Muya Tibetans and Jiarong Tibetans are different in the aspects of clothing, housing, customs and festivals. We drive gradually from the 3450m Xinduqiao down to the 1800m Danba, detecting the smooth transition from the mixed Pastoral and settled farming to settled farming and agriculture.

Xinduqiao  – Tagong  (33km)  新都桥至塔公
Driving 7km westwards through the one street town for about 10 minutes and turn north at the first intersection on the provincial level Highway S303, we will pass by Tagong (33km), Bamei (60km) and Danba (143km).

S313 from Xinduqiao to Tagong Temple

S313 from Xinduqiao to Tagong and on to Bamei.

Again it is a sightseeing asphalt avenue on a flat valley lined with golden meadows, crystal-clear streams, yellow poplar trees and Tibetan stone houses against the meandering mountains under the canopy of the blue sky and white clouds.

S313 from Xinduqiao to Tagong

A sightseeing asphalt avenue on a flat valley.

Yaks and horses grazing on the expansive roadside meadows on the valley between the undulating mountains.

S313 Roadside Meadows

Yaks and horses grazing on the expansive roadside meadows

Some local Tibetan villagers here are scattered on the mountain slopes surrounded by fields instead of being in  a clustered  settlement. Most of the Muya Tibetan houses are made of bricks or stones.

The stone houses have flat roofs and many windows with a compound like a castle with defensive purposes. They are cool in summer and warm in winter. The first floor is often used to store livestock and fodder; second floor for human living.

Muya Tibetan houses

The Muya Tibetan stone houses have flat roofs and many windows

Some local Tibetan villagers live in a clustered community on the hillside.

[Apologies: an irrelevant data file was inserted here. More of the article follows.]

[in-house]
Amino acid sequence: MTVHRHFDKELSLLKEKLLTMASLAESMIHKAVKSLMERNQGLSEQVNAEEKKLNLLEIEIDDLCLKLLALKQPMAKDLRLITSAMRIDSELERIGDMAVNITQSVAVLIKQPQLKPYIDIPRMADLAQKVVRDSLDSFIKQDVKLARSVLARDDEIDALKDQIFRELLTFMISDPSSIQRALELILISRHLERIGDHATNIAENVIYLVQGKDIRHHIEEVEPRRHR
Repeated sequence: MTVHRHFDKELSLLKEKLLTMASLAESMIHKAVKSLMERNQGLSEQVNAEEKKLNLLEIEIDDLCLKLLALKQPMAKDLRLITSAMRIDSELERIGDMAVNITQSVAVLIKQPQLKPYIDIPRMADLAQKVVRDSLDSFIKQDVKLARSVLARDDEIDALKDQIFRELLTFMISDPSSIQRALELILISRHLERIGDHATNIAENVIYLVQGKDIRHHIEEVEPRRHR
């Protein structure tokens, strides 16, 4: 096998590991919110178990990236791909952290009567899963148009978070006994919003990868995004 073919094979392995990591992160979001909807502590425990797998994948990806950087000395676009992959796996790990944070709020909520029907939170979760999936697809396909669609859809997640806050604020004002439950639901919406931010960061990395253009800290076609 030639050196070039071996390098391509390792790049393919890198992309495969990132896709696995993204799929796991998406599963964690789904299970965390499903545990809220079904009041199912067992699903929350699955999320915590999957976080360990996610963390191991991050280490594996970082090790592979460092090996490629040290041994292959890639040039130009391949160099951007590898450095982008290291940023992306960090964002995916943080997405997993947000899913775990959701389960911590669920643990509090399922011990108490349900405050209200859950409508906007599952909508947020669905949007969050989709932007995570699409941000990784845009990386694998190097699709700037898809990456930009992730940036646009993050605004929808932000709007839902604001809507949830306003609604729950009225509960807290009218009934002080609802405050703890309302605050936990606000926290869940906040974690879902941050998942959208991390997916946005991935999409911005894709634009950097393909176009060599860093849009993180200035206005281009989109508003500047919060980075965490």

Muya Tibetan Village

Some local Tibetan villagers live in a clustered community on the hillside.

Rural Tibetans usually live in hillside houses facing the sun and not far from brooks. The golden poplar trees, limpid stream, Tibetan village and the undulating mountains, a typical bucolic landscape.

Xinduqiao Tagong sightseeing

A bucolic landscape

A piece of peaceful land like an earthly paradise. Xinduqiuao area is a magical place with fascinating lights and colors.

Muya Tibetan countryside

A piece of peaceful land like an earthly paradise

A local Muya Tibetan is working on her pastoral fields. Yaks, horses, sheep are grazing in the tall grasses in the golden meadow.

A Muya Tibetan

A local Muya Tibetan is working on her pastoral fields

Moving on and we see a larger Muya community skirting on the hillside surrounded by an expansive meadow. I take a photo of the Muya settlement through roadside fluttering prayer flags.

Prayer flags and Muya Village

We see a large Muya community skirting on the hillside surrounded by an expansive meadow.

We are driving through Tagong Town (aka Lhagang ) at 3700m, a booming town developed from a small village due to the influx of more and more tourists.

Tagong Town is well-known for the same name Tagong Monastery and its surrounding Tagong Grassland that offer great views against the sacred Yala Mountain at 5820m.

Tagong Town

We are driving through Tagong Town (aka Lhagang ) at 3700m

Very soon the famous Tagong Monastery is in sight. “Tagong” literally means “A place favored by Buddha”. The legend goes that when Princess Wencheng, the Chinese would-be bride of Tibetan king of Songtsen Gampo, was on her way to Lhasa passing by this place, the precious statue of Jowo Sakymuni Buddha on the cart suddenly refused to go further on her caravan and people found the Buddha liked the place.

Later a replica of the original statue was made on the place the Buddha liked and a temple was built around it.  The original Buddha is now in Jokhang Temle in Lhasa and the replica in Tagong Temple which is often regarded as “Little Jokhang Temple”.

Tagong Monastery

Very soon the famous Tagong Monastery is in sight

We don’t  go inside Tagong Temple, driving a bit further and get off at the parking lot in Tagong Grassaland nearby.  The Tagong Grassland is centered on the Muya Golden Pagoda circled by the red wall compound.

The Muya Goden Pagoda (木雅金塔) was built 1997 with the fund donated by a Living Buddha of Zhuqing Monastery, a Nyingmapa or Red Sect temple.

Tagong Monastery Pagoda Forest

Tagong Monastery Pagoda Forest